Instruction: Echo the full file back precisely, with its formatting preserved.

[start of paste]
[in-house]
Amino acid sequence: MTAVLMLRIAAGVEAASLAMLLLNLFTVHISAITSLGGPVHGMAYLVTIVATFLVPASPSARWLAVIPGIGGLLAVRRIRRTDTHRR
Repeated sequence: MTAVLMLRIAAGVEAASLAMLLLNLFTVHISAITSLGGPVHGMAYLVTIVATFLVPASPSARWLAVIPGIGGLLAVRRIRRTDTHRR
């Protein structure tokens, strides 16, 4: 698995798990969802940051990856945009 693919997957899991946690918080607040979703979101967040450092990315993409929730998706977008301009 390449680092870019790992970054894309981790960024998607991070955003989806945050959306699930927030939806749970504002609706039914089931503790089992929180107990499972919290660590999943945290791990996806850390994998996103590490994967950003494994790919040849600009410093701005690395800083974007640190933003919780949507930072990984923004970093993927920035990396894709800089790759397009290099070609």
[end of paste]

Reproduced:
[in-house]
Amino acid sequence: MTAVLMLRIAAGVEAASLAMLLLNLFTVHISAITSLGGPVHGMAYLVTIVATFLVPASPSARWLAVIPGIGGLLAVRRIRRTDTHRR
Repeated sequence: MTAVLMLRIAAGVEAASLAMLLLNLFTVHISAITSLGGPVHGMAYLVTIVATFLVPASPSARWLAVIPGIGGLLAVRRIRRTDTHRR
């Protein structure tokens, strides 16, 4: 698995798990969802940051990856945009 693919997957899991946690918080607040979703979101967040450092990315993409929730998706977008301009 390449680092870019790992970054894309981790960024998607991070955003989806945050959306699930927030939806749970504002609706039914089931503790089992929180107990499972919290660590999943945290791990996806850390994998996103590490994967950003494994790919040849600009410093701005690395800083974007640190933003919780949507930072990984923004970093993927920035990396894709800089790759397009290099070609």